The video below is the section for Histrionic Personality Disorder from Part 1 of TSM’s lecture series on DSM-5 and the EPPP, followed by a transcript. This lecture series aims to equip those preparing for the EPPP with everything they need to know about the impact DSM-5 will be having on the EPPP. To watch all of Part 1, click here.
Transcript of DSM-5 EPPP Lecture Video: Histrionic Personality Disorder
No changes were officially made to personality disorders in the DSM-5, although much research had gone into changing the classifications from “disorders” to “types” and there is still a desire by some to have personality disorders to be seen through more of a dimensional-categorical model. This alternative method of viewing personality disorders is included in a separate chapter in Section III of DSM-5. Interestingly, the DSM-5 work group recommended that Histrionic Personality Disorder still be represented as a disorder, rather than as a “type” (www.dsm5.org).
Histrionic Personality Disorder is a Cluster B Personality Disorder characterized by extreme emotionality and attention-seeking behavior.
Individuals with this disorder are usually not comfortable unless they are the center of attention. When attention is focused elsewhere, these individuals may engage in dramatic actions (e.g., making a scene, fabricating stories) in order to draw attention to themselves.
Individuals with Histrionic Personality Disorder may rely on their physical appearance in order to gain attention, often spending excessive time, money, and energy on their clothing or personal grooming.
They tend to be inappropriately sexually provocative in both dress and behavior. Although individuals with Histrionic Personality Disorder are excessive in their emotionality, their emotional expressions are typically shallow, with rapid shifts in affect. Overly dramatic or theatrical emotional displays are common.
Speech tends to be impressionistic, with sweeping generalizations that are lacking in detail.
Individuals with this disorder are generally passionate in their opinions, but can provide little rationale to back up their beliefs. This sort of superficiality extends to interpersonal relationships, as individuals with Histrionic Personality Disorder tend to view relationships as more intimate than they actually are (i.e., without adequate evidence to indicate intimacy). They may also abandon established relationships in favor of the excitement of a new relationship.
Novelty- and excitement-seeking behaviors are common in individuals with the disorder, as a high need for stimulation is often present. Situations in which gratification is delayed are met with frustration or anger. People with Histrionic Personality Disorder display a high degree of suggestibility and are easily influenced by others and current fads. These individuals tend to be overly trusting, especially of authority figures, who they see as having the ability to magically solve their problems.
In addition, people with Histrionic Personality Disorder depend upon others for validation. In order to obtain the approval of others, individuals with the disorder may engage in excessive flattery and gift giving.
The DSM-5 reports prevalence a rate of Histrionic Personality Disorder at 1.84%. A diagnosis of Histrionic Personality Disorder is associated with higher-than-average rates of Somatic Symptom Disorder, Conversion Disorder, and Major Depressive Disorder. Comorbidity with other personality disorders (e.g., Borderline, Narcissistic, Dependent, and Antisocial Personality Disorders) is common. In fact, there is some evidence to suggest that Histrionic Personality Disorder and Antisocial Personality Disorder are sex-typed expressions of the same underlying condition (Histrionic – or Borderline Personality Disorder – in women, Antisocial Personality Disorder in men).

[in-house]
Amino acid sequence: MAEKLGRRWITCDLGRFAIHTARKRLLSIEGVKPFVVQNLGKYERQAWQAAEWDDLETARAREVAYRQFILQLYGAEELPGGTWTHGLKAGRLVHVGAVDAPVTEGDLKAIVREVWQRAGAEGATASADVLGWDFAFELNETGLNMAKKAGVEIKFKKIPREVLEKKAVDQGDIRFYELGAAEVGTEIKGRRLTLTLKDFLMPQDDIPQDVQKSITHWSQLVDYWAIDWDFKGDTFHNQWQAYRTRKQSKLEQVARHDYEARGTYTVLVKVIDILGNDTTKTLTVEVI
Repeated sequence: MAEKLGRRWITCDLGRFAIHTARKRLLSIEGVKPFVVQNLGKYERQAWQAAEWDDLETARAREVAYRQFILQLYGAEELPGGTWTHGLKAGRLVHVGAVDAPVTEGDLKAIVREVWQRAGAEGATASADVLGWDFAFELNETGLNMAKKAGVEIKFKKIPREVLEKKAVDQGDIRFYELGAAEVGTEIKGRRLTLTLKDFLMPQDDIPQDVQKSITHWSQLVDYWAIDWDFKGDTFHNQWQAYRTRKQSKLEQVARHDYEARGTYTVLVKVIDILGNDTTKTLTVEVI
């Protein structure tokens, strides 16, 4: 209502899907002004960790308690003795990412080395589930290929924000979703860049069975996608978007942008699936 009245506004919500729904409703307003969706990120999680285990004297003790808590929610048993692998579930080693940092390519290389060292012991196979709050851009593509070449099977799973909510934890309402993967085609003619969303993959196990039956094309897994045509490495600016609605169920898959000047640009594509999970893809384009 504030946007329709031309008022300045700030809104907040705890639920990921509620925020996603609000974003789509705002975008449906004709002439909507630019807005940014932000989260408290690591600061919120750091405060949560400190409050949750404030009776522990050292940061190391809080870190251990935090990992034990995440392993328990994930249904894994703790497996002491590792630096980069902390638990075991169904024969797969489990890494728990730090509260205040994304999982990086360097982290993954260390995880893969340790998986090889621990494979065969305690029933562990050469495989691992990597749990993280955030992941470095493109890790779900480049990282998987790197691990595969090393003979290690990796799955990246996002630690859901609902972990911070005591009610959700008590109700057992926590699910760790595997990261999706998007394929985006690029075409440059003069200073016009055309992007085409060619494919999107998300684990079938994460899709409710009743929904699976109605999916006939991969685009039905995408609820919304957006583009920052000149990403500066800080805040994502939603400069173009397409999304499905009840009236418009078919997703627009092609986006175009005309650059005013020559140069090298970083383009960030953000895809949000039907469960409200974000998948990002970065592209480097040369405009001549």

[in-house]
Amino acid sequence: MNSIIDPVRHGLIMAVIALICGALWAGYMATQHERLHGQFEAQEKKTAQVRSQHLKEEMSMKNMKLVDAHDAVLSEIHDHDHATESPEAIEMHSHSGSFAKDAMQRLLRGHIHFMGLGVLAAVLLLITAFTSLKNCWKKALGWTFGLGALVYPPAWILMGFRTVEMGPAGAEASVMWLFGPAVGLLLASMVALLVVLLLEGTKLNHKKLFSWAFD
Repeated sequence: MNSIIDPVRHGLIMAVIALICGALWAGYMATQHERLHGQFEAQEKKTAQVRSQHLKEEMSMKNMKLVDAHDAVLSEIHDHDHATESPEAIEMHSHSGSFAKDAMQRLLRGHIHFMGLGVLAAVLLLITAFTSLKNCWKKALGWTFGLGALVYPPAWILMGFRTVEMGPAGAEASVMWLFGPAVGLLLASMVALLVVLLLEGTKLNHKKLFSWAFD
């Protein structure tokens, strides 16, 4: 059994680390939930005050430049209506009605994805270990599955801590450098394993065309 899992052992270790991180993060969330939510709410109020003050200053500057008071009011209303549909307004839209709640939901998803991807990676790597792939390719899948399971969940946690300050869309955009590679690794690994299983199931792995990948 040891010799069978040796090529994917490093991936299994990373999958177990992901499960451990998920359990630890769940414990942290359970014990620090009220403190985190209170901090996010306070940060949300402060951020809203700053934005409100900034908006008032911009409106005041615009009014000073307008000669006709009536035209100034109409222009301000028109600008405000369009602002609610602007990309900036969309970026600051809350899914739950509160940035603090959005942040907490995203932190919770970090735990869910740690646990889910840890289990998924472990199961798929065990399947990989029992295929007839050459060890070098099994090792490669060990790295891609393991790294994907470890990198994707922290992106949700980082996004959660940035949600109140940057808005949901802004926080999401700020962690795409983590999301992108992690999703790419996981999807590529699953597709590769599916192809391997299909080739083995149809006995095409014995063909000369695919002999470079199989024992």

Histrionic Personality Disorder
- A Cluster B Personality Disorder, marked by extreme emotionality and attention-seeking behavior; need to be the center of attention to be comfortable
- Overly dramatic/theatrical emotional displays are common, to draw attention; impressionistic speech
- Individuals rely on their physical appearance in order to gain attention; they tend to be inappropriately sexually provocative. Excessive yet shallow emotional expression
- Superficial interpersonal relationships; relationships may be perceived as more intimate than are in actuality
- Tendency to abandon established relationships in favor of excitement of a new relationship
- High novelty and excitement-seeking; delayed gratification met with frustration or anger
- High suggestibility; easily influenced by others and by current fads; overly trusting of authority figures
- Dependency upon others for validation; tendency for excessive flattery and gift-giving
Prevalence rate estimated at 1.84% percent; clear comorbidity with Somatization Disorder, Conversion Disorder, and Major Depressive Disorder, along with Borderline, Narcissistic, Dependent, and Antisocial Personality Disorder
635: Histrionic Personality Disorder is a diagnosis typically associated with women. Recent research suggests, however, that Histrionic Personality Disorder is a sex-typed manifestation of another underlying condition. While women with this condition are likely to display histrionic traits, men are likely to manifest the condition through:
A. Dependent Personality Disorder.
B. Schizoid Personality Disorder.
C. Narcissistic Personality Disorder.
D. Antisocial Personality Disorder.
RATIONALE: D is correct, as it may well be the case that, in men, the features of Antisocial Personality Disorder are a male counterpart of the symptoms of Histrionic Personality Disorder in women. None of the other responses, A, B, or C, has the corresponding features of emotional shallowness that make Histrionic and Antisocial Personality Disorders’ sex-typed manifestations of each other.